Laurie Eddie

(Investigator 21, 1991 November)

The have been many claims in recent times of reincarnation based upon the premise of recall of past lives.

Such claims are extremely suspect. The most famous example of these was the Bridey Murphy affair in the early 1950's. Although the evidence appeared solid at the time, it eventually succumbed to intensive research and the full truth emerged, that it was a case of confabulation.

The material the subject had confabulated was based upon stories told to her by an Irish nursemaid, when the subject had been a mere infant.

Nevertheless, despite the fact that most of these cases can be proven to be false, although not always deliberate lies, there is still a large number of people who claim a factual basis for past-life studies.

The following example is an interesting case where the confabulation was produced by a trauma.

A 29 year old patient at the Dundee Royal infirmary, in Scotland, discovered past-life memories only after a motor cycle accident in 1962. Upon regaining consciousness the patient claimed he had been a major in the Confederate Army during the Civil War.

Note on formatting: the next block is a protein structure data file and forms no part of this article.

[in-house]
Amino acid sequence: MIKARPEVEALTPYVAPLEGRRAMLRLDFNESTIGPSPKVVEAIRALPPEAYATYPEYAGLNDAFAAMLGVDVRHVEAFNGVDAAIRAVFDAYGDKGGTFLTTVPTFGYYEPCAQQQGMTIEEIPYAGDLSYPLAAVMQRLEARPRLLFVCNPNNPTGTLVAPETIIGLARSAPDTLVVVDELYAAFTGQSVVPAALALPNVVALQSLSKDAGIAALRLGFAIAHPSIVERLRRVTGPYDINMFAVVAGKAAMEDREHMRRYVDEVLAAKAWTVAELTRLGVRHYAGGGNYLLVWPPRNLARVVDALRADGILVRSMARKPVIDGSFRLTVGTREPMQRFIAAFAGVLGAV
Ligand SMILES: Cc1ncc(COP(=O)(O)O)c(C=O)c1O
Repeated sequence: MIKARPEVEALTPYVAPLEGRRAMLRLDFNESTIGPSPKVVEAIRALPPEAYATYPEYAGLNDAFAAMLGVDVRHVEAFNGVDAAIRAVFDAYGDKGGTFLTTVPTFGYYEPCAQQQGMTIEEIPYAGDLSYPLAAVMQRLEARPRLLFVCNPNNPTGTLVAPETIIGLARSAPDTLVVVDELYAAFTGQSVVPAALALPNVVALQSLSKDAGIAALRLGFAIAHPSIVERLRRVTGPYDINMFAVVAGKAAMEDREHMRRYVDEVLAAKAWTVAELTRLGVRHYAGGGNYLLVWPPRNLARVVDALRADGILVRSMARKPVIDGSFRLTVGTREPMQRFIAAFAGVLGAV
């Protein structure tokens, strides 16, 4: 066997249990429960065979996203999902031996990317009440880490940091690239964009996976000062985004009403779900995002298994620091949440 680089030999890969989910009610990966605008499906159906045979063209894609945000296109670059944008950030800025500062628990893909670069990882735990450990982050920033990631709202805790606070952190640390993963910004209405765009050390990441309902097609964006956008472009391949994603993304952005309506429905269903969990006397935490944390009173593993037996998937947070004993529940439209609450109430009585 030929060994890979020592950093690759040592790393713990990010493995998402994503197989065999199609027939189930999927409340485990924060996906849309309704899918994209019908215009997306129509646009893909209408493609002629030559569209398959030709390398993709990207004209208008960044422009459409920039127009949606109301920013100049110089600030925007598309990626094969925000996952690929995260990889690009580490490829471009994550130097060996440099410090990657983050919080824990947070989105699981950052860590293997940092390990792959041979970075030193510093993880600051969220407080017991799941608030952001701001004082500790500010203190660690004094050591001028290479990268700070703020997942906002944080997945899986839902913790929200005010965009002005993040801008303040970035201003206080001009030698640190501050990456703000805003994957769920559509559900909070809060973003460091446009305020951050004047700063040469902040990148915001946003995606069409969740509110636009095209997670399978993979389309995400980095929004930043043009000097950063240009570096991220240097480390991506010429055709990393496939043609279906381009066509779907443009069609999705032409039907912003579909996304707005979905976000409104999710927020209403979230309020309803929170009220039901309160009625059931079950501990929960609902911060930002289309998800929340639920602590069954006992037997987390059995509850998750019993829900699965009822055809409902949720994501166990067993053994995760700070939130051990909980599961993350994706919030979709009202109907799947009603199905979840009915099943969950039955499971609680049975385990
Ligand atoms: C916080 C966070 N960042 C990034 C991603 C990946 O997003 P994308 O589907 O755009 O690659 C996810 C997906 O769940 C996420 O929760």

The patient, Robert G., (his identity remains confidential), was referred to Dr. James McHarg, a psychiatrist with the University of Dundee. Although McHarg diagnosed cryptonesia, a condition typified by severe memory disruption, Robert's elaborate Civil War tales continued to baffle him.

McHarg solved part of the mystery, eighteen months later, when he learned that a week before the accident, his patient had read a short article about a British group dedicated to the memory of the American Confederacy.

There was a problem with this solution. Robert has access to information and details about the Civil War which was far in access of the material presented in this article.

McHarg remained confused, "How can we be sure that a paranormal element is not allied with the cryptonesia element", he asked his colleagues at a meeting of parapsychologists at Cambridge University not long afterwards.

These doubts were recently resolved. McHarg traced the remaining details to a 1951 BBC TV rendition of the Civil War story the Red Badge of Courage.

"The cryptonesia seems to have had a basis in elements drawn from both 1951 and 1962", says McHarg, adding that this is the first time he'd heard of a past-life fantasy drawn from two sources.